Executive Summary: If you are a developer looking to get into Clojure programming, attend this studio.
Executive Summary (for executives): If a developer who reports to you wants to attend this studio -- let him.
Even if you're at a shop that doesn't allow development in anything as exotic as Clojure -- yet -- you will benefit from this view of a language that embraces the JVM-as-a-platform as richly and effectively as Clojure does. You will learn what Java-the-language could (should?) have been capable of. You will even learn what Java-the-language actually *is* capable of. Much of Clojure is implemented in Clojure itself (homoiconicity FTW!), but a good chunk of it is implemented in Java.
The value of this studio is not the standard nuts-'n'-bolts / grammar / syntax / now-do-some-labs dance of most technical training. The value of this studio is that it's co-taught by Rich Hickey, the creator of Clojure. You will get to hear him talk about the design decisions he made in the evolution of Clojure. More importantly, you will get to hear him talk about the design decisions he *avoided*. You may not agree with all of those decisions, but you have to respect the man's process. Language philosophy aside, Rich's talks on "State and Identity", "Modeling State and Time", and "Protocols, Reify, and Datatypes" will blow your mind, and cause you to think differently about the act of programming whether or not you ever write a line of Clojure outside the studio.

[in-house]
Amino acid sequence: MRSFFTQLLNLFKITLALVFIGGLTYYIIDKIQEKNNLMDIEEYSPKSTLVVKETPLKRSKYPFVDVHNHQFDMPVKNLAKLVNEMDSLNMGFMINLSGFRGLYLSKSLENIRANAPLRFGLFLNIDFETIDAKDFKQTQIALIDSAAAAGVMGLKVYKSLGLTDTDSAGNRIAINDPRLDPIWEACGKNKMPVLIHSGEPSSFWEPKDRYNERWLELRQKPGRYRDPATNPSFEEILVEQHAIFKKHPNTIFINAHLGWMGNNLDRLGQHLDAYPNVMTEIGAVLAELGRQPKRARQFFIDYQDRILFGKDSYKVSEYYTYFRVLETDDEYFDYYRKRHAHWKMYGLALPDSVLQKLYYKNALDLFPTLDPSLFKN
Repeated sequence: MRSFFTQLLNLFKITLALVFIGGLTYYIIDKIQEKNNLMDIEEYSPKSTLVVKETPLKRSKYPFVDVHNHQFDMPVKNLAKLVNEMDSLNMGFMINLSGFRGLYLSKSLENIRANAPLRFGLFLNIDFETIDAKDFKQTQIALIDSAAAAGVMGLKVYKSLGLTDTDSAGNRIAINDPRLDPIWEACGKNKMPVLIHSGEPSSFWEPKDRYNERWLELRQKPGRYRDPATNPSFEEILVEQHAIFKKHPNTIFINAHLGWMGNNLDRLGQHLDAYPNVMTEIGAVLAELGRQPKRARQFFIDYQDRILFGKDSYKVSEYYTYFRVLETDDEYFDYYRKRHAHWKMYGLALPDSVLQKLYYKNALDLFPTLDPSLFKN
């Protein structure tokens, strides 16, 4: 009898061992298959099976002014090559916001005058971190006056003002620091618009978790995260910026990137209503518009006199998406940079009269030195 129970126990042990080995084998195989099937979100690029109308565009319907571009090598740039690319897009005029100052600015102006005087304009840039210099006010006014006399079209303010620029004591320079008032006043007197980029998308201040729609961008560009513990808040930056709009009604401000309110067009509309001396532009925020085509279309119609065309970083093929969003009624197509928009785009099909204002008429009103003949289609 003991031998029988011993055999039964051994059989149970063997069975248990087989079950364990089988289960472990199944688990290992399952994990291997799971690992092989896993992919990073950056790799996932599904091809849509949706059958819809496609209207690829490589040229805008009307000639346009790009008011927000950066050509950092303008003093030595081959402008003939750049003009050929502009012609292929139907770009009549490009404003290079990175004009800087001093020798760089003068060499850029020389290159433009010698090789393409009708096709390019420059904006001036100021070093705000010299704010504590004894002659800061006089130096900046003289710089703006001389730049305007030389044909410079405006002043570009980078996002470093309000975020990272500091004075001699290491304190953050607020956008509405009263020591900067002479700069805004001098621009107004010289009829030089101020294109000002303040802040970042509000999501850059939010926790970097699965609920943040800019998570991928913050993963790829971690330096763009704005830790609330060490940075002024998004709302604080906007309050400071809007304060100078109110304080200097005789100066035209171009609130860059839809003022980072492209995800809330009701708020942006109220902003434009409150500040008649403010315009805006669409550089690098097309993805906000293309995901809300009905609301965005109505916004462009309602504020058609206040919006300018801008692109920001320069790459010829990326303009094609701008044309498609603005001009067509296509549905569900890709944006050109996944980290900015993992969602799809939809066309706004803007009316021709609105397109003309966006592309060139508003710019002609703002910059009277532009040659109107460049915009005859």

Other not-quite-as-mind-blowing-but-still-pretty-cool topics include functional programming, web development with Compojure, Java interoperability, macros, and method dispatch.
And it's not just Rich who is fun to watch. The studio is co-taught by Stuart Halloway, owner of Relevance, LLC -- a working Clojure shop -- and author of the Pragmatic Programmers' "Programming Clojure". The two complement each other nicely. Stuart is very impassioned, a bundle of energy when it's his turn at the projector. Rich is much more laid back (though still impassioned), and expresses volumes with the arch of an eyebrow or a quirky half-smile at Stuart's antics. Both are eminently accessible and happy to answer questions and interact with students during breaks.
Remember Java in 1995? Ruby in 2005? I went into this studio a skeptic, and I came out convinced that Clojure is going to have a place -- and ultimately a prominent one -- in the landscape of our profession.
Go to this studio. Spend a few days learning from the masters. You'll be glad you did.